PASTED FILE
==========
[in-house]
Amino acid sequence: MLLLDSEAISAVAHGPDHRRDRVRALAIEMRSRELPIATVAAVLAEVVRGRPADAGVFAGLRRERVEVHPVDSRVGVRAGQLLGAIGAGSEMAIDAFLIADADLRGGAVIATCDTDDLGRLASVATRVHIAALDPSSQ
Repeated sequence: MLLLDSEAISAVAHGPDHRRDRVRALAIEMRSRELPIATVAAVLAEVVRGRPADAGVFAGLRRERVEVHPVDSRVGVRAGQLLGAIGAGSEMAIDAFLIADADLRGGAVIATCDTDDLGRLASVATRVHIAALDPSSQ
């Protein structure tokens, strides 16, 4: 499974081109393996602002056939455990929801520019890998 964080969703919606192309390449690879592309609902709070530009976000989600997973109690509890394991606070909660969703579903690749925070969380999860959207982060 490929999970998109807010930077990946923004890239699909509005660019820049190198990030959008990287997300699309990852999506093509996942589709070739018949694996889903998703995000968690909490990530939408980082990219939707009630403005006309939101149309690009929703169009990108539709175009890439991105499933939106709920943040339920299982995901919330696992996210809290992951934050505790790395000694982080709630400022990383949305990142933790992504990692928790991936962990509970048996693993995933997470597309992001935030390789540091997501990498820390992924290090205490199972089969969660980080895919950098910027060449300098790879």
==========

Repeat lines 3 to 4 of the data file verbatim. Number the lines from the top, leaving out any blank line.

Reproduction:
Repeated sequence: MLLLDSEAISAVAHGPDHRRDRVRALAIEMRSRELPIATVAAVLAEVVRGRPADAGVFAGLRRERVEVHPVDSRVGVRAGQLLGAIGAGSEMAIDAFLIADADLRGGAVIATCDTDDLGRLASVATRVHIAALDPSSQ
């Protein structure tokens, strides 16, 4: 499974081109393996602002056939455990929801520019890998 964080969703919606192309390449690879592309609902709070530009976000989600997973109690509890394991606070909660969703579903690749925070969380999860959207982060 490929999970998109807010930077990946923004890239699909509005660019820049190198990030959008990287997300699309990852999506093509996942589709070739018949694996889903998703995000968690909490990530939408980082990219939707009630403005006309939101149309690009929703169009990108539709175009890439991105499933939106709920943040339920299982995901919330696992996210809290992951934050505790790395000694982080709630400022990383949305990142933790992504990692928790991936962990509970048996693993995933997470597309992001935030390789540091997501990498820390992924290090205490199972089969969660980080895919950098910027060449300098790879």